The MERS virus has spread to Egypt via a 27-year-old civil engineer who was diagnosed in Cairo on Saturday after having returned from an extended stay in Saudi Arabia – the virus' country of origin and where the majority of cases have been reported thus far.
Egypt's Ministry of Health immediately quarantined the man at the airport upon his arrival.
There is no cure for the potentially deadly Middle East Respiratory Syndrome (MERS) virus which is a respiratory illness in which those infected exhibit common cold symptoms such as fever and a mild cough before progressing to more serious problems such as pneumonia, kidney failure and in some cases eventually death.
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According to The Associated Press, of the 313 people that have contracted MERS virus
in Saudi since September 2012, 92 have died including five this past Friday. In total there have been 350 cases reported worldwide of which more than 100 have died from the virus, which has since spread from the Middle East to Asia and Europe.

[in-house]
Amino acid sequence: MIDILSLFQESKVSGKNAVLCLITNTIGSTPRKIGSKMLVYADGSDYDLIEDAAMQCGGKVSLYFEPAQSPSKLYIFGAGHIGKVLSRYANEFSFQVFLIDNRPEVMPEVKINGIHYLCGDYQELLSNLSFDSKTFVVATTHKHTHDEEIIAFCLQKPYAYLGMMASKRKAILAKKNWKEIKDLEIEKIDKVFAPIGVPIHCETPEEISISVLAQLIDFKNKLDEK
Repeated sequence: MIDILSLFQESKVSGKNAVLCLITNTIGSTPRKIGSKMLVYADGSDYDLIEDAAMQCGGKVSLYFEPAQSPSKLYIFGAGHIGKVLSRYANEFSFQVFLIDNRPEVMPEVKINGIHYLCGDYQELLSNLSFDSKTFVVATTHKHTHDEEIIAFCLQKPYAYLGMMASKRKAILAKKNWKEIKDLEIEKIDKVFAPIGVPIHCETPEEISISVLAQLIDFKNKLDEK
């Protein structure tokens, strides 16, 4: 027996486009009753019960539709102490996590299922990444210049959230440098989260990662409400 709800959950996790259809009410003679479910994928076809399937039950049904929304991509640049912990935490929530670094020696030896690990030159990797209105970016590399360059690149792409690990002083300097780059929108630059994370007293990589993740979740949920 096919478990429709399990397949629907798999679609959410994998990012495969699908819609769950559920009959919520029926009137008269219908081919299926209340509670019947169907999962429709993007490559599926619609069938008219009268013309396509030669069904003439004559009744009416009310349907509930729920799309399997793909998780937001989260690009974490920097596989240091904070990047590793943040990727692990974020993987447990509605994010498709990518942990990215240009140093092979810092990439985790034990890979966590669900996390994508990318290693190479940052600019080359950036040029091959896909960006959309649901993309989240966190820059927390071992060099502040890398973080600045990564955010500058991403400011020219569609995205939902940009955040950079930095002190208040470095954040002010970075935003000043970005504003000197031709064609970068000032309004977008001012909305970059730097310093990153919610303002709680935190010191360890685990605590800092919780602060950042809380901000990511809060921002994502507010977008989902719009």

Scientists have yet to determine exactly how MERS Virus is transmitted between people; however in May of 2013 the World Health Organization warned that the MERS virus represented a "threat to entire world."
According to Egypt's Ministry of Health, the 27-year-old, who is originally from the Nile Delta but was living in the Saudi capital of Riyadh, is in stable condition and presently being treated for pneumonia at a Cairo hospital, Reuters reported
In an attempt to quell the concerns of its populace, Saudi authorities are said to be racing to develop a vaccine for MERS virus, though virology experts argue against it considering so few have contracted it.
"There are enormous problems with the idea of a MERS vaccine," Ian Jones, a virologist at Britain's Reading University who has been following the outbreak from the start, told Reuters
"I can see it works as an appeasement - that they want to say they can make it - and biochemically of course they could, but practically it doesn't make any sense," Jones added.
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"Who would you vaccinate?" Jones asked. "Would you vaccinate the whole population when only a tiny number of people seem to be susceptible?"
MARS virus is lethal in about 30 percent of its cases to date, however the concern is that considering it comes from the same coronavirus family as SARS – which killed some 800 people in a global outbreak in 2003, MARS virus might in time prove just as deadly if not more so
than its cousin virus if it is able to spread worldwide.
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